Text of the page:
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http://www.oregonlive.com/news/oregonian/index.ssf?/base/news/1157680504161370.xml&coll=7
Wild wolves again might be at home in Oregon Protected species
- Biologists will try to confirm signs that wolves are back decades after being eradicated
The Oregonian 9/8/06 by MICHAEL MILSTEIN

Biologists will set up remote cameras in the Wallowa Mountains east of La Grande next week in hopes of verifying a series of wolf sightings and other signs that protected gray wolves have moved into Oregon.

The sightings include one report in mid-August from a local hunter who reported two adult wolves with two pups. If accurate, that suggests the species might have reproduced in Oregon for the first time since it was exterminated decades ago to make the range safe for livestock.

A team of biologists checking out the report saw what looked like a wolf through a spotting scope at a distance of about a mile, said Russ Morgan, the Oregon Department of Fish and Wildlife's wolf coordinator based in La Grande.

They also found tracks and older droppings that might have been left by a wolf in the same area along the upper reaches of the Minam River, in the remote and rugged Eagle Cap Wilderness, he said.

Another report included a videotape of what looked like a wolf in Wallowa County in late July. Wolf experts who viewed the videotape said it had all the characteristics of a wild wolf, Morgan said.


Looking for more evidence


He emphasized that it would take stronger evidence, such as a close-up sighting, photograph, signs of predation or other physical proof, to confirm the presence of wolves in the state. But he said the mounting reports point in that direction.

"We're getting to the point where it sure appears we may have wild wolves in northeast Oregon," he said. "But as biologists, we want to be certain about that."

Biologists have long expected that wolves reintroduced to Central Idaho and Yellowstone National Park in 1995 would spread into Oregon as they multiply. The Idaho wolf population numbered about 500 at the beginning of this year, with packs living just across the state line from Oregon.

Some animals appear to have left those packs in the last year and might have headed west.

"It's not a surprise that we would start to see wolves naturally disperse into Oregon," Morgan said.

Three wolves have entered Oregon since 1999. One was removed, another killed by a car and the third illegally shot, but biologists said more probably would follow. Wolves in Oregon are protected by federal and state law, and there are no plans to remove them.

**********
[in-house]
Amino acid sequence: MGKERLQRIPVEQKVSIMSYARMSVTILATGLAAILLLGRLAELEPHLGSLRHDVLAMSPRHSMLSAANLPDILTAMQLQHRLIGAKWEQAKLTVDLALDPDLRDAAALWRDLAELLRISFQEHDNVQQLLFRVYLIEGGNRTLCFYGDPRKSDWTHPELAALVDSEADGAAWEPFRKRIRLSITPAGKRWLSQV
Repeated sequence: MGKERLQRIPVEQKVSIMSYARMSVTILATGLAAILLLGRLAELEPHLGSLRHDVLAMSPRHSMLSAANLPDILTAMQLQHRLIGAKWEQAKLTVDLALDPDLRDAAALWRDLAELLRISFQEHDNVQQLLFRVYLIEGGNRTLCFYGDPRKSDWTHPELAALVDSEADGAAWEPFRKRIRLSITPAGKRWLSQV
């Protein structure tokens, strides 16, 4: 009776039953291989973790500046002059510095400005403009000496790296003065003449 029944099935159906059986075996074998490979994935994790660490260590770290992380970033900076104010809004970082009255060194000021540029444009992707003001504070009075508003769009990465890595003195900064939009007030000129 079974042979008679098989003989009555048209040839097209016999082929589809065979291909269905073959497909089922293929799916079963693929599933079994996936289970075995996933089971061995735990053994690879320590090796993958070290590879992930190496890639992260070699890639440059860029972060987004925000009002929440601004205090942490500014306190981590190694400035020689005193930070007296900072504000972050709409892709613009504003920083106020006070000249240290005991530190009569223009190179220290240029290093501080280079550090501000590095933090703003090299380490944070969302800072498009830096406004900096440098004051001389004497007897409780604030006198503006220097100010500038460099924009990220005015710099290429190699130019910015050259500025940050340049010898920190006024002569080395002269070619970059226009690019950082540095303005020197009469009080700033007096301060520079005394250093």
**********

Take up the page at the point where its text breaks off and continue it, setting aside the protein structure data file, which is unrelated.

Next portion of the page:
A state wolf management plan approved last year sets a goal of four breeding pairs of wolves each in Eastern Oregon and Western Oregon. It also calls for biologists to keep track of wolves in the state.

Oregon wildlife officials have stepped up monitoring for wolves in the past few years, but the recent reports are the most tantalizing so far. State biologists next week will set up scent stations with the goal of drawing wolves into an area where they would leave tracks or trigger motion-activated cameras to take their picture, Morgan said.

If biologists can confirm wolves are present, the next step would be to capture and fit the animals with radio collars so they can be more easily monitored, he said.

Wolves sighted recently might be just passing through, especially if they are traveling alone, Morgan said. If some have taken up residence in mountains of eastern Oregon, biologists expect to find abundant signs such as tracks, fresh scat and rendezvous sites where packs gather.

"Certainly they've seen signs suggesting wolves are there," said Ron Anglin, head of state's wildlife division. "But we do not have hard concrete evidence of that yet."

The isolated Eagle Cap Wilderness might be a place wolves could survive in Oregon without serious conflicts with livestock, biologists said. However, the animals are known to roam long distances.

Wolves are protected by both the federal Endangered Species Act and Oregon's own state Endangered Species Act. It is illegal to shoot wolves even if they are seen attacking livestock. Only federal authorities may control wolves that injure livestock.

Oregon's wildlife agency has applied to the U.S. Fish and Wildlife Service for a permit that would allow state officials also to control wolves that repeatedly go after livestock. The state management plan calls for first using nonlethal methods to scare or drive wolves away from livestock.

The conservation group Defenders of Wildlife is protesting the permit application.

Morgan has met with local ranchers to fill them in on the recent wolf sightings, he said.

Authorities also have posted signs at trailheads around the Eagle Cap Wilderness advising hunters to be sure they do not accidentally shoot a wolf thinking it's a coyote.

Michael Milstein: 503-294-7689; michaelmilstein@news.oregonian.com
 

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